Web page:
|dc.description.abstract||Recent protest movements and projects of dissent have drawn attention to the ways that digital technologies and media practices create popular perceptions of political projects. This dissertation investigates the way that media practices, digital technologies, and strategies of self-representation overlap and form a “politics of visibility,” or the means by which events, issues, individuals, and phenomena are made broadly sensible.
Traditional studies of media and journalism often focus on the level of professional practice, subsuming human agency to the workings of technology or relegating technology solely to the realm of inert practice. This projects attempts to keep both technological and human agency relevant by using the work of Michel Foucault, Bruno Latour, and Félix Guattarri as a theoretical foundation to argue that technologies, communication practices, and social action overlap in a way that makes events intelligible at moments of representation. By understanding visibility as something that is produced, this dissertation argues that observers can understand the shifting power relations embedded in that visibility. Furthermore, new forms of visibility may have consequences on the production of politics and the relations of power.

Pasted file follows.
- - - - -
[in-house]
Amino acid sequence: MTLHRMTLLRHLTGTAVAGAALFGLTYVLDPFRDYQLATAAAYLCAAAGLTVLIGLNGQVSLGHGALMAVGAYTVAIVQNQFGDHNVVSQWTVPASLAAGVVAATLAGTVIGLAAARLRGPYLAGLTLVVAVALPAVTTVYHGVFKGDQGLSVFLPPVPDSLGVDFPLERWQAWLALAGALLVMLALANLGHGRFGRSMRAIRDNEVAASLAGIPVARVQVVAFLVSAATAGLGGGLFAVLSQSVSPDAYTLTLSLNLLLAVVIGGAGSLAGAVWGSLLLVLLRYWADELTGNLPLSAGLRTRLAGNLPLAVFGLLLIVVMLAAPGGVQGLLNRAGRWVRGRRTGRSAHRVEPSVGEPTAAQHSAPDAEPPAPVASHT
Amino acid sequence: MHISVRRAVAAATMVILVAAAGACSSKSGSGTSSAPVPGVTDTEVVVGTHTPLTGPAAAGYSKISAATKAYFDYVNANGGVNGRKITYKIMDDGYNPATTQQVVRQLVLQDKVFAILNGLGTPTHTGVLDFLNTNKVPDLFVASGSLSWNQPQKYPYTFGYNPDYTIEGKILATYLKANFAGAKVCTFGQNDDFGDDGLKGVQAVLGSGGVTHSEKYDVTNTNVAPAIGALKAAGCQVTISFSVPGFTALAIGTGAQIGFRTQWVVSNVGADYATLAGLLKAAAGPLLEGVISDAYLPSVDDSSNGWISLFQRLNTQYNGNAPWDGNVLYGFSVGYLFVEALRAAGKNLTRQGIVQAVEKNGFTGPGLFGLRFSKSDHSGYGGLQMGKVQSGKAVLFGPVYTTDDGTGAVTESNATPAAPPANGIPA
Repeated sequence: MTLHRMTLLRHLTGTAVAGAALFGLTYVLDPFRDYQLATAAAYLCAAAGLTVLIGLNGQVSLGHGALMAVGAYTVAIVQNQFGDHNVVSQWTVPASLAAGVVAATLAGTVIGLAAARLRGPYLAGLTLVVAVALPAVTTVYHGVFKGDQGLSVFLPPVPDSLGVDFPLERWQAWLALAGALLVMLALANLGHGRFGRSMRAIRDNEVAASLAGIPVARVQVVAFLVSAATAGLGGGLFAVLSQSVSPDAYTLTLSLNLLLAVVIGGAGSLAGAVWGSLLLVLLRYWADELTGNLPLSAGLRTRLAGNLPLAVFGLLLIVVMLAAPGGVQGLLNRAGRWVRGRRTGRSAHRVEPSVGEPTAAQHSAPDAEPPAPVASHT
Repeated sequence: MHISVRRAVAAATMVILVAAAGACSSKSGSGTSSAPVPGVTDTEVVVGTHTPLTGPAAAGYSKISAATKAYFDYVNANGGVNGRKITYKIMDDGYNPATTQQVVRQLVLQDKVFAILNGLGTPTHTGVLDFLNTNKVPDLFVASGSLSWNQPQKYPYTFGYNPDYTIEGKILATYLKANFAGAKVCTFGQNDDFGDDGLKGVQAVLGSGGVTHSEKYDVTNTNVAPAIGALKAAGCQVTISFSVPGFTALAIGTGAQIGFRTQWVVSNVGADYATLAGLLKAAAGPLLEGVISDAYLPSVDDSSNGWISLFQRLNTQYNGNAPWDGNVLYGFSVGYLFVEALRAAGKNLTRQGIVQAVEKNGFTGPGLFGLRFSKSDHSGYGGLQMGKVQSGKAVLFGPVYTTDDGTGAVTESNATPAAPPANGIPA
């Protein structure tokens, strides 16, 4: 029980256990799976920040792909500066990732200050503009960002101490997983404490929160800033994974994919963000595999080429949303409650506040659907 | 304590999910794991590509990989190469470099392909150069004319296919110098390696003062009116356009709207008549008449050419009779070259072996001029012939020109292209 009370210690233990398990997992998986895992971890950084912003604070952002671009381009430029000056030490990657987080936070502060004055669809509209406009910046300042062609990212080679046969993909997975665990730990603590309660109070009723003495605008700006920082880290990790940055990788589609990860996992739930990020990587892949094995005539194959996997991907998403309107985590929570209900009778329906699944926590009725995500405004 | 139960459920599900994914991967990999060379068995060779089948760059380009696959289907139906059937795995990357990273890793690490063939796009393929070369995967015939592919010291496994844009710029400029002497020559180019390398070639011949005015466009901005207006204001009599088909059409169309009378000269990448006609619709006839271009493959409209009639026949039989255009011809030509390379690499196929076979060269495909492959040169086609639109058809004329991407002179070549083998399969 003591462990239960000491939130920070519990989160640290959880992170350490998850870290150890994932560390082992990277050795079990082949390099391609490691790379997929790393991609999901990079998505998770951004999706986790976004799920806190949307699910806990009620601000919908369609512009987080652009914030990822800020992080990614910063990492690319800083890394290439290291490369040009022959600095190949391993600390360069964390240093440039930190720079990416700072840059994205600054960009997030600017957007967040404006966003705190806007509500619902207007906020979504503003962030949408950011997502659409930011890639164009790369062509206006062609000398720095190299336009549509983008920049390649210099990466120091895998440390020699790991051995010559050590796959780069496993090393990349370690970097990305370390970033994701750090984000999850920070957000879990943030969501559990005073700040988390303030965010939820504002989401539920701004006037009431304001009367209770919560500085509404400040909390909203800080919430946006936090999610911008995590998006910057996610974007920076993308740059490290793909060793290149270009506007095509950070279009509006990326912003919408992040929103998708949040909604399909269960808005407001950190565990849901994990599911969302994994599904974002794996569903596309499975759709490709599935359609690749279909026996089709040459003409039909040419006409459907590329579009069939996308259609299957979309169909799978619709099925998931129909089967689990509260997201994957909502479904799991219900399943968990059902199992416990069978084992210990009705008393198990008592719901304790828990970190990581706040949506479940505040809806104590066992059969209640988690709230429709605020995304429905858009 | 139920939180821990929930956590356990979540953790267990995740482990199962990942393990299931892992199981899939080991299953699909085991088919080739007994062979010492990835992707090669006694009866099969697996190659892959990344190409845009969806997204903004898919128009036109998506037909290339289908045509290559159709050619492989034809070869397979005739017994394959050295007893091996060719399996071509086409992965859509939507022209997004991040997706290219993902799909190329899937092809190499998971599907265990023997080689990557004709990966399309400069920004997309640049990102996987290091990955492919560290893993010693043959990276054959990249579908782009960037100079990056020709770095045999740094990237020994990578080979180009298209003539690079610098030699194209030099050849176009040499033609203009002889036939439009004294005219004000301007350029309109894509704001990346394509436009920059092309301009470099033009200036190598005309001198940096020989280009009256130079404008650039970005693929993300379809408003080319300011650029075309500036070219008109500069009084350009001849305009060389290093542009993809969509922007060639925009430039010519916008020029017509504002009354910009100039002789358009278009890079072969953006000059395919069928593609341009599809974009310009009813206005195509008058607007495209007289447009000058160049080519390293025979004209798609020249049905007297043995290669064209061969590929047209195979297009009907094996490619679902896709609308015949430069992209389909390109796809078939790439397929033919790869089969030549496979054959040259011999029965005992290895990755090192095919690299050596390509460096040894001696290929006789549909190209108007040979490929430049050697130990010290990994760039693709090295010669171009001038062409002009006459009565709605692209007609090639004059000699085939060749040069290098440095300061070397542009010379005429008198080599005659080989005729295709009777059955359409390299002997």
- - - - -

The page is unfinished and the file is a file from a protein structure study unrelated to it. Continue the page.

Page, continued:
After an initial chapter that introduces the study and offers the rationale and theoretical genealogy of the “politics of visibility,” the subsequent chapters deal with key moments in the production of the politics of visibility. Following chapters analyze the cell phone camera as a device implicated in the production of visibility, and posit both the Occupy Wall Street protests and the “Arab Spring” as key events made intelligible through shifting technological relations and communication practices. This dissertation concludes positing that visibility is a site of broadly conceived contestation, where informal rules of discourse may circulate, but the strategic apprehension of those rules and shifting technologies allows certain groups to articulate their own politics with strategic regard to their own political and historical moment.||